I do not agree with internet service providers being able to share a user’s information without the consumers consent. I feel most people who use the internet daily (which is most of America) would have an issue with their providers having the right to share their information. I cannot understand the pros to allowing access to a consumer’s privacy without their consent except for the companies receiving it. I feel that the FCC trying to block the privacy rule from passing is not in the best interest for most citizens. I do not think it should even be legal for internet providers to share personal information.

    The only people that seem to benefit from the loose privacy laws for consumers information is the company selling and buying the information. The benefit these companies have is easy access to personnel information that can be used for target marketing. Even though companies can benefit from sharing consumer information is still does not mean that it should be legal. The chairman Pai does bring an excellent point that all online entities need to have the same set of rules. This could explain why the FCC wants to block the privacy bill because internet providers could not use consumer information but companies like Facebook would still be allowed to.

    The laws from the FCC governing internet privacy will be ever changing and continue to evolve with our society’s technology. I believe our internet rights should be the same as our privacy rights. I do not think my personal information should be able to be sold and shared with other companies because it is a violation of privacy. I also do not like how internet sites can track what people are looking at. For example, when going on Facebook it will show products that I had been looking at from another site. The internet sites being able to track previous browsing history is a separate matter with internet privacy rights, but shares the concept of where is the line drawn for privacy?

  3. KM November 11, 2017 at 10:04 am #

    The expectation of personal privacy has slowly eroded over time. As society has moved more towards being constantly connected to and participating in the online realm through the internet, we have slowly given away pieces of ourselves that, in the past, we stood a better chance of keeping private. Part of this is due to our own willingness to offer information in ways such as utilizing Google’s services, shopping online, and posting on Facebook, Twitter, etc. At this point however we are relatively backed into a corner because it is almost impossible to avoid many of the aforementioned actions due to how the economy and communications between individuals have changed over the years. Not utilizing the internet is not an option as it is essential to how we function, so we couldn’t really effectively boycott the internet to advocate for our personal privacy. This is why we need the assistance of government agencies, such as the FCC and FTC, to help advocate for us.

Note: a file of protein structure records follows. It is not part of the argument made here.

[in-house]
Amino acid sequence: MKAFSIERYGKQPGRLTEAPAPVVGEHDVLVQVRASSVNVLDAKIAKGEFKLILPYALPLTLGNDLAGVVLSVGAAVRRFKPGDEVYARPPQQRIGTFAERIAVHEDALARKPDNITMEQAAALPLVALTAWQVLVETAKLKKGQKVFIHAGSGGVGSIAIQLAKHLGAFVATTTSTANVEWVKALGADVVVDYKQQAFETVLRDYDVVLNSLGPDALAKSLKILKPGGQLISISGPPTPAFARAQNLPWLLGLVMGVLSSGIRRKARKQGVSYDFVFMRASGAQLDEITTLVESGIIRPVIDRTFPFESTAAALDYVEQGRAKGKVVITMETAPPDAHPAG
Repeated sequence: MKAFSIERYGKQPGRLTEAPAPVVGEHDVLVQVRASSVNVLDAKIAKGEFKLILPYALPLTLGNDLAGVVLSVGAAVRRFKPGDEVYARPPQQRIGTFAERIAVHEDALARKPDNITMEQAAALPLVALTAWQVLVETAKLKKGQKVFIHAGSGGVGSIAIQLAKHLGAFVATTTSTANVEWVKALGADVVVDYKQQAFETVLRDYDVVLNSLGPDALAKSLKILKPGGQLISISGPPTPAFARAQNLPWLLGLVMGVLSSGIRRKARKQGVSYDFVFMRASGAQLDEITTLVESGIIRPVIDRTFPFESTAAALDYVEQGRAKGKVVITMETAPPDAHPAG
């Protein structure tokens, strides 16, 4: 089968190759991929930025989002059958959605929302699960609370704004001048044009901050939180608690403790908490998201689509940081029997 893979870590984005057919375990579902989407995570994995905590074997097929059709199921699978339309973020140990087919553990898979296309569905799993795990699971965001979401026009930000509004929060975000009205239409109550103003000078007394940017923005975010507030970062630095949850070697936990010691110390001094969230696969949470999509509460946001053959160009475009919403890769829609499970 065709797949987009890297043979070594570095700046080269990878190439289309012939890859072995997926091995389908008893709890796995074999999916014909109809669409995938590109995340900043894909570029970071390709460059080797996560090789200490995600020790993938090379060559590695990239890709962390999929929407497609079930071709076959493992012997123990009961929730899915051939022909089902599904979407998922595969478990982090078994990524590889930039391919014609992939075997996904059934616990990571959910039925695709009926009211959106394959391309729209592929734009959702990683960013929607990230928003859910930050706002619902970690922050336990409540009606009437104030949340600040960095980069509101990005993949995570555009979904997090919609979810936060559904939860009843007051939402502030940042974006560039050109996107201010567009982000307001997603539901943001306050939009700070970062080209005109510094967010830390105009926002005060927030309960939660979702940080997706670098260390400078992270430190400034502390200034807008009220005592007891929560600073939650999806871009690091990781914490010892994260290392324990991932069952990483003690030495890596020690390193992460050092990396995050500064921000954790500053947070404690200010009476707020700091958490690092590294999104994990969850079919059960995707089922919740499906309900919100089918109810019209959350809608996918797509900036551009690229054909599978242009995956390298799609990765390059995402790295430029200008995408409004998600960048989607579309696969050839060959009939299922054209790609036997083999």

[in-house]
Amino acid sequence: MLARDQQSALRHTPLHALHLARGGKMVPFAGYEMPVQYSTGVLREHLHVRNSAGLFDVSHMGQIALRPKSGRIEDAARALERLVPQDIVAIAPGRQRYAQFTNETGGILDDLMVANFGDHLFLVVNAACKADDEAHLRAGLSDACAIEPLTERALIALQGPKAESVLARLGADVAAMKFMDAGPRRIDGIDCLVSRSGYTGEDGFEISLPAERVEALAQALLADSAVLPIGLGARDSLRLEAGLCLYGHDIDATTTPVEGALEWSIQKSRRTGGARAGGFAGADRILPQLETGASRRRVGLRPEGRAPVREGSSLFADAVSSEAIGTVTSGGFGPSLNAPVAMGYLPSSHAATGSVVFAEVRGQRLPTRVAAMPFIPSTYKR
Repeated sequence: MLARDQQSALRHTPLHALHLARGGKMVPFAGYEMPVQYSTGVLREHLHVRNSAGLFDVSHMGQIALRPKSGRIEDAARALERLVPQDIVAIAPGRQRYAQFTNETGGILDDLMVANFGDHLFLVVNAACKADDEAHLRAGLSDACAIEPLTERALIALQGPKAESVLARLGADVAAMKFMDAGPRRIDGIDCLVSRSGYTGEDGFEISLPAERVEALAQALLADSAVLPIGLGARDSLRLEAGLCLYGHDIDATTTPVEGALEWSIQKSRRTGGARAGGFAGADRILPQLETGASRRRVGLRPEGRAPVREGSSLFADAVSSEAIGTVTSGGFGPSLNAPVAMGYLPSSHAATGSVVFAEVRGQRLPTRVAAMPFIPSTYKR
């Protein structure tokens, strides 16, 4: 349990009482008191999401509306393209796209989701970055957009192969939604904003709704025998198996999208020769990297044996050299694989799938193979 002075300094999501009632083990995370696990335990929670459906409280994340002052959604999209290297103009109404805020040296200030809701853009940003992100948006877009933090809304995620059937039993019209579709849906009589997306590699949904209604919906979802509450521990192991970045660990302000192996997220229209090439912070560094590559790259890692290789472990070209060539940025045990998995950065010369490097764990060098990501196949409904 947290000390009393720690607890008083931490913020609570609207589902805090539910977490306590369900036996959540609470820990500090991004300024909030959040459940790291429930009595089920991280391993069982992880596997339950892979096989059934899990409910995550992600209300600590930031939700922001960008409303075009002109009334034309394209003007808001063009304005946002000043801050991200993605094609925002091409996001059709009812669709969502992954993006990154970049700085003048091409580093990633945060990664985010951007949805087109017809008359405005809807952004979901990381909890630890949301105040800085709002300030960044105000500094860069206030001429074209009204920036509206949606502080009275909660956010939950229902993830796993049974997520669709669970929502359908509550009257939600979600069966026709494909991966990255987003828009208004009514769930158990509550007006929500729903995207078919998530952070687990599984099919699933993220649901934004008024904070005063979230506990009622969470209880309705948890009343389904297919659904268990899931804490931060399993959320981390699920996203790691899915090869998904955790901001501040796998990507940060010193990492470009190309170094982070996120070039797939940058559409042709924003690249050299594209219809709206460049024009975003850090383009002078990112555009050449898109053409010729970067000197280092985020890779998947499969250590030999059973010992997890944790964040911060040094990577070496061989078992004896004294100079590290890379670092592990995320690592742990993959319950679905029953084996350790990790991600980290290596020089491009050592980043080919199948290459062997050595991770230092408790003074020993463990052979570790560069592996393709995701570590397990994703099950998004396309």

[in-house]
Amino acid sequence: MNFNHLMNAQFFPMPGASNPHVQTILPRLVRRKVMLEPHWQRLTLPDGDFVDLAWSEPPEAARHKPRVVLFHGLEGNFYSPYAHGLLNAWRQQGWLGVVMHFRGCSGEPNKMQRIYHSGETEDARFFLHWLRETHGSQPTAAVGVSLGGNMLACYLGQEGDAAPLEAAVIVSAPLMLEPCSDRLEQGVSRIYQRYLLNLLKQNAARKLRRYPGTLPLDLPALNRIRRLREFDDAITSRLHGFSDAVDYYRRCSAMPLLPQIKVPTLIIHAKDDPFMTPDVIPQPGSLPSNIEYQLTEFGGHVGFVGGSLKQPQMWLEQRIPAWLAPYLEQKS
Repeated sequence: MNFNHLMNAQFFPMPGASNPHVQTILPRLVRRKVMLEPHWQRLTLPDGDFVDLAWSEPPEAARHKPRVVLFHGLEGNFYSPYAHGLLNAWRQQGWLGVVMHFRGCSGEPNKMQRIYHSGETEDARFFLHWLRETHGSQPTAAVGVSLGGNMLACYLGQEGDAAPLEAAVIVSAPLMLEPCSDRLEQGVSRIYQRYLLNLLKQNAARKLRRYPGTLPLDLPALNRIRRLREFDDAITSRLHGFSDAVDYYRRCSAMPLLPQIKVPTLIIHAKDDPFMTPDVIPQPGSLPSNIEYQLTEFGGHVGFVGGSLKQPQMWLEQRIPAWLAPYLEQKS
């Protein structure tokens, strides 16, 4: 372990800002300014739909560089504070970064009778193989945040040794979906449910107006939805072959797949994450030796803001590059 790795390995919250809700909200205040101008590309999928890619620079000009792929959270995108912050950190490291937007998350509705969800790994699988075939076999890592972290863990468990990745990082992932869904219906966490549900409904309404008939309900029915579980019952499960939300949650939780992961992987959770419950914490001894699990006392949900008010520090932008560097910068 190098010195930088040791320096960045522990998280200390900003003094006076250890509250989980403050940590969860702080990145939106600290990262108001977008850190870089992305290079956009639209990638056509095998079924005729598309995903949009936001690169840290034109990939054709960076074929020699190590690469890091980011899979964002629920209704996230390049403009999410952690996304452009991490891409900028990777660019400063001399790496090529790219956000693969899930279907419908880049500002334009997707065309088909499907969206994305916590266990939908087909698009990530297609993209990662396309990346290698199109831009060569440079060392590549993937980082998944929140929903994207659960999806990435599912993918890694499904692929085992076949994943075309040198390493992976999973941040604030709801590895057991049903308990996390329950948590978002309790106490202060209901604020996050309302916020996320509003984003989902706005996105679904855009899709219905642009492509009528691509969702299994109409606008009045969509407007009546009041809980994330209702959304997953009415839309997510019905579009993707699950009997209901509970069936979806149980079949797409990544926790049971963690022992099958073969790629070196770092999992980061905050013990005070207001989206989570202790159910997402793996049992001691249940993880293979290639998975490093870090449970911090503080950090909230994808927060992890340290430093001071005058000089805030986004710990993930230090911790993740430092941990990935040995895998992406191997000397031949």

According to Rachel Kaser’s article, the chairman of the Federal Communications Commission (FCC) is attempting to block a previous FCC ruling that required ISP’s to protect customers’ data by adopting “reasonable” security measures. The new rule in short, according to an article by Devin Coldewey, requires that ISP’s obtain consent from the consumer before being able to use and share their information, but the “opt in” consent policy does not prevent the ISP’s from collecting the information in the first place. This information ranges from social security numbers, financial and health information, as well as children’s information. By blocking this rule, it allows the ISP’s to use and share our personal information and that of our children without obtaining our consent. According to Kaser’s article Chairman Pai claims that he is blocking this rule in order to “harmonize the FCC’s privacy rules for broadband providers with the FTC’s standards for others in the digital economy.” Why lower the standards of the FCC in order to “harmonize” with the FTC? Why not encourage the FTC to increase their policies to enhance protections of consumers? This is a critical part of both of the agencies stated goals that can be found on their respective websites.
    At the end of Kaser’s article, she mentions that Chairman Pai is also attempting to rollback net neutrality actions. Since the writing of her article, the FCC voted to begin the rollback of net neutrality regulations in May 2017. (Selyukh, Alina) This action coupled with blocking the adoption of “reasonable” security measures by ISP’s indicates that Chairman Pai’s interests reside primarily with advancing the interests of businesses over those of the consumer. It is concerning because it appears that the agencies that are in place, in part to protect consumers, have lost sight of their mission. This article serves to remind us that we must hold these agencies accountable and that as individuals we need to utilize the power of our collective voice by participating in the public comment period when agencies are developing their rules.

    Additional Sources

    Coldewey, Devin

    Selyukh, Alina